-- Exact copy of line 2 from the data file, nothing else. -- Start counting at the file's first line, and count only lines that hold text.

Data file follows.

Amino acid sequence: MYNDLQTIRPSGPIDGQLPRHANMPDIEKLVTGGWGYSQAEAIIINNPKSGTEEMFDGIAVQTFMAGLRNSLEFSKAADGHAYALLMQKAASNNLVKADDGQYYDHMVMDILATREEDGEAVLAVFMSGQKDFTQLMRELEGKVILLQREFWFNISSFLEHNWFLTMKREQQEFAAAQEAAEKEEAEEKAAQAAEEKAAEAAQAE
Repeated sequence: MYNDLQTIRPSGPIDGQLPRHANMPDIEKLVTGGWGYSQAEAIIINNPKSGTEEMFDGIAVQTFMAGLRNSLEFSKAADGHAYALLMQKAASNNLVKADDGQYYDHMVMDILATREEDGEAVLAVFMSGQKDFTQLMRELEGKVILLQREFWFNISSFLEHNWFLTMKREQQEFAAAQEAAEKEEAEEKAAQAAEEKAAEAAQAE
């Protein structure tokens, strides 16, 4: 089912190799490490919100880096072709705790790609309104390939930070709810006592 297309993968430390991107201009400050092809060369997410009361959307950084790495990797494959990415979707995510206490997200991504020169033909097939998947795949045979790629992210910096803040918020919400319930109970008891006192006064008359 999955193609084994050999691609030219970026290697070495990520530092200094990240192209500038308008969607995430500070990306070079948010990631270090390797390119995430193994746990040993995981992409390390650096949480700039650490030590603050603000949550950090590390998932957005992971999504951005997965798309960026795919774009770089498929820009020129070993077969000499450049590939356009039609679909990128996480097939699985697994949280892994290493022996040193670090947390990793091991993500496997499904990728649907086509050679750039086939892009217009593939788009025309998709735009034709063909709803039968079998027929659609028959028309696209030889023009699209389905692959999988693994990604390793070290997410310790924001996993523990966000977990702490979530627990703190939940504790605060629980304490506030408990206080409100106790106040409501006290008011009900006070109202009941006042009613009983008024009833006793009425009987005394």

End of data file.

Repeated sequence: MYNDLQTIRPSGPIDGQLPRHANMPDIEKLVTGGWGYSQAEAIIINNPKSGTEEMFDGIAVQTFMAGLRNSLEFSKAADGHAYALLMQKAASNNLVKADDGQYYDHMVMDILATREEDGEAVLAVFMSGQKDFTQLMRELEGKVILLQREFWFNISSFLEHNWFLTMKREQQEFAAAQEAAEKEEAEEKAAQAAEEKAAEAAQAE